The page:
If your the full time caregiver for a parent with Alzhiemer's, should you be compensated?

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My Mother is 74. She was diagnosed when she was 64, and has been on Aircept since then. Last year my Father pasted away, and one of sisters was already living in the house with my parents, and continued to do so until recently. My mother had a live in care giver, that watched her and took care of my sisters grandchild a couple of days a week. My sister that lived there, took care of buying groceries, paying bills and other things. I because I had to quit my job a few years ago do to medical reasons, would make and take my Mom to her doctors appts. Do to no life insurance from my Father, and other reasons, we are in the process of selling my Mom's house, and she has moved in with me and my family. I have POA now, and am my Mom's caregiver 24/7. Except for a few weeks at a time, several times a year she will go to my sister's house that is out of state.
Two of my sisters think after I take care of my Mothers expenses, and keep a little back for unexpected things that might pop up, I should pay my self the what is left of her retirement each month. For housing, groceries, care etc. I am not sure how to break all this down. My other sister had lived with my parents for many years, and according to my parents she never paid rent or helped with electric . She did help with groceries, and as they got older and their health declined she helped them with doing their bills etc. She is a bit not so sure about me being paid for care.

Can anyone give me some advice or share what you do in your situation if you a full time care giver of your parent.

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One more thing -- the rate should be fixed and not "whatever is left" each month. If some months Mom isn't able to pay you the full amount because of extra expenses that month I'm sure overlook that and carry on. But the contract should be for specified amounts.
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Yes, caregivers should definitely be compensated. Give your parent the dignity of paying her own way as best she can.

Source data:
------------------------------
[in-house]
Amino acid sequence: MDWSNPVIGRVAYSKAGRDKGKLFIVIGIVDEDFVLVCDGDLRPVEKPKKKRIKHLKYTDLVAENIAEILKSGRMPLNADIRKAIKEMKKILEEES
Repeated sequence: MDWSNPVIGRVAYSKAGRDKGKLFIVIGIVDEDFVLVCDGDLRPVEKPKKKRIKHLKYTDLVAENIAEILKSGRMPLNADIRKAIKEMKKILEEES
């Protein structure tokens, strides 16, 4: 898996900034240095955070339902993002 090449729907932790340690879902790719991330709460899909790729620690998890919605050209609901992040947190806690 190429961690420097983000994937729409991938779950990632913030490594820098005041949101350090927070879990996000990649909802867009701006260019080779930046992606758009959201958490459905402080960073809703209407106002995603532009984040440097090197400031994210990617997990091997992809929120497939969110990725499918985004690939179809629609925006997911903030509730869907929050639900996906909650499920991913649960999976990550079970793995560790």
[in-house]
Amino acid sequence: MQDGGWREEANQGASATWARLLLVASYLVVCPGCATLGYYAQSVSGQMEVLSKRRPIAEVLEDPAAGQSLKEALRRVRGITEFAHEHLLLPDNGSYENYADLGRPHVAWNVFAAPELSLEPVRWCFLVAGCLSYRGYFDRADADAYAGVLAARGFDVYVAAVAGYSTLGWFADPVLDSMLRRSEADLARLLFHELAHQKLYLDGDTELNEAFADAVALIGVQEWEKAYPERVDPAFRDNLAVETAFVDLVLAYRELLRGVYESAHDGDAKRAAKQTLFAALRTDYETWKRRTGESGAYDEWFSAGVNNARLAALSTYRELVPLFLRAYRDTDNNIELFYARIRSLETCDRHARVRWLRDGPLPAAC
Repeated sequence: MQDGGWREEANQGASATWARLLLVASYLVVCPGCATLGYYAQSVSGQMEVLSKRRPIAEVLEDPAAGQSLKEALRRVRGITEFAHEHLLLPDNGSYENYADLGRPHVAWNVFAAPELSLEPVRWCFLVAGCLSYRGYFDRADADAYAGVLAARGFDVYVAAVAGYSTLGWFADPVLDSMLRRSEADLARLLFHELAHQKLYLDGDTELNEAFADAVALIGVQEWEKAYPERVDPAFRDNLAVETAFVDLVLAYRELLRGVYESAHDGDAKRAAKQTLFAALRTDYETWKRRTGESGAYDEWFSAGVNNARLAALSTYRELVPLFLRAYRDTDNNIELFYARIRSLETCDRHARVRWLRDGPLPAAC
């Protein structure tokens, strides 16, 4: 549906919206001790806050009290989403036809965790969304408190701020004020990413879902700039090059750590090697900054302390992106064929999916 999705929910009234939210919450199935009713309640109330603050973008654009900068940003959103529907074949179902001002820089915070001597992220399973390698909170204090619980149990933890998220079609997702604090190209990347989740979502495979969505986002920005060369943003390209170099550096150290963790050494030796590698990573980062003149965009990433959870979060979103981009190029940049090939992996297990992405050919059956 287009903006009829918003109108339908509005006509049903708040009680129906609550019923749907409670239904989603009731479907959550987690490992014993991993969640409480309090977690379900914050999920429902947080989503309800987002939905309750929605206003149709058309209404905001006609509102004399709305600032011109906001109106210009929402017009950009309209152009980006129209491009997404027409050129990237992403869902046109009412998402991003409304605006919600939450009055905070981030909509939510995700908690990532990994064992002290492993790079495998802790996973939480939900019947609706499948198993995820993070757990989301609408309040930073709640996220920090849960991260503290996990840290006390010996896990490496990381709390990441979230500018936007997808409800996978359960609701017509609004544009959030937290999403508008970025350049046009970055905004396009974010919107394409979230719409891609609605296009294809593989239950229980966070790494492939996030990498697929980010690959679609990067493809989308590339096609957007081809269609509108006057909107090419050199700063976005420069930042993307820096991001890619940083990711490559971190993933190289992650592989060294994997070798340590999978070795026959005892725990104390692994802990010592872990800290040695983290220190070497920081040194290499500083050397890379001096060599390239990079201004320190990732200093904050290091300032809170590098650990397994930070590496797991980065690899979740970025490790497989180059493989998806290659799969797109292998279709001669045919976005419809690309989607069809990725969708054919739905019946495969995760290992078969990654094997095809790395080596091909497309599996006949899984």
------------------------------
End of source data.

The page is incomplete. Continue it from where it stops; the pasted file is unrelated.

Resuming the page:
You can charge for room and board and personal care. Ideally it should be at the going rate in your community, but life is seldom ideal for elderly folks with chronic conditions.

I suggest consulting an attorney who specializes in Elder Law to get this up correctly, and so that it will not interfere with apply for Medicaid should that be needed in the future.

Your family is very wise to think ahead to some respite for you. It is also important that you get away for short periods on a regular basis. Having in-home help every Saturday afternoon, for example, should be worked into the budget.

Accepting money for housing and caring for a parent has nothing at all to do with whether/how much you love them. It is simply a sensible arrangement.
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If your mother can pay you to be your Caregiver, you would need to set up an employment contract which would say how many day per week you would work, how many hours each day, and your hourly rate. You would need to pay payroll tax to add to your own Social Security and Medicare.

And keep accurate notes just in case your Mom might need to use Medicaid for her future housing if you find you cannot be three full-time caregivers each and every day. With a person with Alzheimer's you will find yourself caring for her 168 hours per week. Would your Mom be able to afford to pay a full-time Caregiver to help give you a break? Maybe come in for the night shift so that you could get some sleep?
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